As digital transformation takes root across the consumer ecosystem, businesses must expand and deepen their relationships with consumers to better understand their wants, needs, and aspirations.
"Technology is causing massive shifts in the way consumers live their lives, and technology companies, from hardware vendors to software developers to service and infrastructure providers, must think hard about how these shifts will impact their future offerings," said Tom Mainelli, group vice president, Devices and Consumer Research at IDC.
He commented that IDC believes organisations must redefine their mission to be more relevant to the individual to drive toward that successful future. "This new approach requires rethinking company operating models and cross-industry business models with an eye toward better understanding and enabling cooperation and collaboration with adjacent companies and industries," he continued.
11 tech trends driving the transformation of consumer behaviour and markets
New pricing and business models – subscriptions, bundling, and loyalty: Hardware products, in addition to media and services, are moving toward a subscription model.
On-body ecosystems: Gradually, more people will use multiple devices, phone + wrist/hand + ears, that work as integrated ecosystems.
Wireless & broadband connectivity – 5G, Wi-Fi 6, Bluetooth, WANs, and more: Digital connectivity will become more reliable, responsive, and seamless to enable more engaging and immersive experiences.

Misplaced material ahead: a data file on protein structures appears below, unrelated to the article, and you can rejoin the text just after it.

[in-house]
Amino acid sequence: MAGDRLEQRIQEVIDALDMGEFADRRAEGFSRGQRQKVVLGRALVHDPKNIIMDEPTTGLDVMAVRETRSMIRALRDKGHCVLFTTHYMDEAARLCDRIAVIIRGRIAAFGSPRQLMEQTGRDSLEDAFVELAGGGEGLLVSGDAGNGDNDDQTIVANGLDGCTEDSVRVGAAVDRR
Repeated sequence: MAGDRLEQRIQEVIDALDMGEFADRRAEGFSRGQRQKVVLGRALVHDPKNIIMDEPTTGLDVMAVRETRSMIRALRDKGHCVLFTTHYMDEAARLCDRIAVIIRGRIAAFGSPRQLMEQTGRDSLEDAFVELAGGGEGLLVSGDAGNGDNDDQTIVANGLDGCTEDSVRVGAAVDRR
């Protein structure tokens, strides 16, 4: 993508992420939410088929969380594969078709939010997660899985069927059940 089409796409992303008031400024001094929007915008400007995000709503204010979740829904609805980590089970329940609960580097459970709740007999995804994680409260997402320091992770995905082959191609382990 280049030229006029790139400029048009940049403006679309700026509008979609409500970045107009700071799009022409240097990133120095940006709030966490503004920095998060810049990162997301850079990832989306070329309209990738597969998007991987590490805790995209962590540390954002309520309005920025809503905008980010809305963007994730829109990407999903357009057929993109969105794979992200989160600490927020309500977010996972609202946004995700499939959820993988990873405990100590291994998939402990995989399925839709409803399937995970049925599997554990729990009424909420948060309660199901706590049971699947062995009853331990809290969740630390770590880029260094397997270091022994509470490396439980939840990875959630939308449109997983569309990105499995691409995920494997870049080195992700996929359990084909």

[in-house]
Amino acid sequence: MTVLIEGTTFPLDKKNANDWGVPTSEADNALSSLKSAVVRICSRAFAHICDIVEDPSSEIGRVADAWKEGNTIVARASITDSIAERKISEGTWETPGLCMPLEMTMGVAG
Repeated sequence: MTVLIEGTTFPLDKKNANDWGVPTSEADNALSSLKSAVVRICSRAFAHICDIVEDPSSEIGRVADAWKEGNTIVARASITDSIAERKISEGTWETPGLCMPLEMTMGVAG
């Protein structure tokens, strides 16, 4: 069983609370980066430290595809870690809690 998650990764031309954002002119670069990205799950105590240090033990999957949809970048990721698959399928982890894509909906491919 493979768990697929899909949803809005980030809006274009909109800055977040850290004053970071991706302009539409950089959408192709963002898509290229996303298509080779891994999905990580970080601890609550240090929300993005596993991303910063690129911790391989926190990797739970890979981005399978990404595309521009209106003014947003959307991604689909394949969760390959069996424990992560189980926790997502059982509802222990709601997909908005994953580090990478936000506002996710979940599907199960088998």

Augmented and virtual reality: Vendors have struggled to develop AR and VR that consumers will embrace widely. Over the next five years, vendors will crack the code on augmented audio, and improve AR for phones, smart glasses, and VR goggles.
Digital productivity devices: Many people start with a smartphone – and many will grow into using an integrated digital service platform across their PC, tablet, smart speaker, and virtual desktop service.
Blending work & personal devices, services, and places: The pandemic accelerated the consumerisation trend, as work from home and touchless workflow drove greater use of personal technologies for work.
Smart connected products: IoT technology is enabling a wide range of smart, connected products that upgrade or transform many experiences, especially for well-being.
Personal digital/cloud services for life, security, and privacy: Solutions will help consumers manage an unruly, messy combination of personal services and experiences by improving password management, financial monitoring, and security services.
Digital media, social media, and advertising are colliding: Consumers are embracing digital streaming and the creator economy while dodging advertising, and challenging business models.
Digital money: Asian consumers are already deep into super apps for payment, while the pandemic pushed Western consumers away from currency to cards, tap-to-pay, and digital wallets, but not into super apps. Much more change is on the horizon.
AI and ML will enable new consumer services: Consumers don't use artificial intelligence and machine learning, but they do embrace compelling experiences that those technologies enable. Advances will enable experiences such as selective listening and highly personalised media.